But what if we are more than physical, our minds are more than our physical brains? What if there was some part of us that isn’t just physical, and that is where the choice is made (a view called “dualism”)? Then we could be originating agents and our choices could be genuinely free.

Reasons to believe we have free choice

1. Free will is our common human experience

As I’ve said, most people believe, without really thinking about it, that we have the ability to make free choices.

2. Law and custom

Our laws and customs assume it too. For example, if a criminal choice was not free, because of mental illness, the effects of drugs or alcohol, or external compulsion, the law can assign diminished responsibility. And we sometimes justify actions that we are ashamed of by saying “I couldn’t help it!”.

So law and social customs are based on the understanding that in normal circumstances people are responsible for their choices. Chief Judge in Equity, Supreme Court of New South Wales, David Hodgson, writes: “Our system of criminal justice is based in various ways on common-sense ideas of free will and responsibility for conduct”.

3. Psychology and counselling are based on free will

One aspect of psychological counselling is helping people make better choices, and this implies the ability to choose between alternatives. For example this article in Psychology Today (Making Good Choices) says: “Essentially, any choice involves at least two options” and assumes people can change their choices.

Cognitive scientist Marvin Minsky says of free will: “Too much of our psychology is based on it for us to ever give it up. We’re virtually forced to maintain that belief”.

4. It is impossible to live without believing in free will

Many scientists, psychologists and philosophers conclude that free will is a necessary illusion for us to live satisfactorily. Philosopher John Searle: “We can’t give up our conviction of our own freedom, even though there’s no ground for it.”

In his opinion piece quoted above, neuroscientist Jerry Coyne argues that free will is an illusion, but then gives a whole range of ways we “should” respond to this fact, which seems to imply we have a choice about it. And he agrees “It’s impossible, anyway, to act as though we don’t have [free will].”

If free will is an illusion, it is a hard illusion to shake.

5. Not believing in free will makes us worse people

Belief in free will is necessary for us to be ethical and human. Studies show that when people stop believing in free will they are more likely to behave unethically. Scientific American: “when people believe – or are led to believe – that free will is just an illusion. they tend to become more antisocial.”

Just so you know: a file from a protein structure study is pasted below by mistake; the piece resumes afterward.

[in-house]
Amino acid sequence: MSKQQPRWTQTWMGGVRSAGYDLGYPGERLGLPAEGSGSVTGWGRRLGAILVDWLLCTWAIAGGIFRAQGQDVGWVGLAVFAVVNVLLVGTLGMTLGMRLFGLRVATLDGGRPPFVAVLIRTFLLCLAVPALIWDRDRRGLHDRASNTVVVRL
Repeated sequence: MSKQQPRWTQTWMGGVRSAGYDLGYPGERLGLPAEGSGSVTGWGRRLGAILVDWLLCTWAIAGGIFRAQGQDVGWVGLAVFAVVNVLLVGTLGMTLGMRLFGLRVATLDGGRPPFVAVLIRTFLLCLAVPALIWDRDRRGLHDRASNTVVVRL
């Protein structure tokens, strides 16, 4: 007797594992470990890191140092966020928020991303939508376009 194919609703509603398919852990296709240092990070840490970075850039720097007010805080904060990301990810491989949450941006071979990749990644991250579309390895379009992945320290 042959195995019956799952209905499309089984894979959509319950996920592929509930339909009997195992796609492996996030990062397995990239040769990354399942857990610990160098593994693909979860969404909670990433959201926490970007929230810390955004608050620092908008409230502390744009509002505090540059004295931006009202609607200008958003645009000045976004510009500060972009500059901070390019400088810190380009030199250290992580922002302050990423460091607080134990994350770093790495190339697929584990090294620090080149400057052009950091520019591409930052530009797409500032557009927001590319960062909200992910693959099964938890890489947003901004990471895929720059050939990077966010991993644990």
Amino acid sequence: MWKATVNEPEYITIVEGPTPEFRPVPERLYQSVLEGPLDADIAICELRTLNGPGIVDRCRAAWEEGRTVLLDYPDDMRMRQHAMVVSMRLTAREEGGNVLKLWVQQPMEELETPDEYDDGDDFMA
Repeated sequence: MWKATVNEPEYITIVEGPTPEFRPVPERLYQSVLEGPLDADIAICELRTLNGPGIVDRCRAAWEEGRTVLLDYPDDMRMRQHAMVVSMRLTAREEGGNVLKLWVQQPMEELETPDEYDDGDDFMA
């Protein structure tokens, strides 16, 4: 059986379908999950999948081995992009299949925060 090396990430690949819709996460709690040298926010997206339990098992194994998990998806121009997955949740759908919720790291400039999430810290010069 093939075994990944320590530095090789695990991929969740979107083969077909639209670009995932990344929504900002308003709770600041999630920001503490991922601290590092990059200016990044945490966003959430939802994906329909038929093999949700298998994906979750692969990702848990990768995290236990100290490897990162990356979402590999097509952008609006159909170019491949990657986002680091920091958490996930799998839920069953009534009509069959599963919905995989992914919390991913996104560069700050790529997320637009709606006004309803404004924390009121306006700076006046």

Thus Philosopher Saul Smilanski believes that free will is “a morally necessary illusion …. vitally important …. to maintain or promote crucial moral or personal beliefs and practices.”

6. Naturalism is only an assumption of neuroscience

Because science measures and observes the physical world, it is unable to address the question of dualism and a non-physical mind. As Alwin Scott said many years ago: “Although dualism cannot be disproved, the role of science is to proceed on the assumption that it is wrong and see how much progress can be made.”

Thus the apparent scientific support for determinism is based on assumption rather than demonstrable fact, and we need not be over-impressed by it.

These are good reasons

Why should we trust our experience? A parallel with our experience of the external world can assist us.

We cannot prove the external world is real, but most people never question it, because (1) our experience of it is consistent across time, (2) it is apparently experienced by everyone in a similar way, and (3) believing it is real helps us live productive and meaningful lives.

A similar argument can be used for free will. Based on all the above six points, we can reasonably believe that free will is real because (1) our experience of it too is consistent across time, (2) it too is apparently experienced by everyone in a similar way, and (3) believing it is real also helps us live productive and meaningful lives.

The choice we all face

So as with our consideration of consciousness, we have to choose between two options. Either the natural world is all there is, science explains it all, we don’t have free will (it is just an illusion) and we humans are less that we thought.

Or else naturalism isn’t true, science is unable to address the whole of reality, our experience of free will is real and our minds really can rise above the physical and make genuine choices.

It’s a choice between believing what we experience and what works best, or accepting the dehumanising assumptions of naturalistic science.

One step at a time

Like consciousness (in my previous post), free will doesn’t prove God exists. But it does point to another weakness in naturalism, that it cannot adequately explain what we experience. As Shakespeare wrote in Hamlet: “There are more things in heaven and earth, Horatio, Than are dreamt of in your philosophy.”

It seems to me that this makes it a little more likely that naturalism/atheism is untrue, there is a God, and the first cause and designer of the universe created humans to be something more than just physical beings.

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Photo: Pexels

2. Was the universe designed, or random?

August 5th, 2019

People tend to take a lot for granted. The sun keeps shining, the earth is full of useful minerals and gravity keeps us from flying off into space. We don’t think about it much, but what if things were different?

What if gravity repulsed rather than attracted? What if we couldn’t sit on a chair because the space between the molecules that make up the chair allowed the molecules in our backsides to fall right through? What if the only atom in the periodic table was hydrogen, and so there was no chemistry?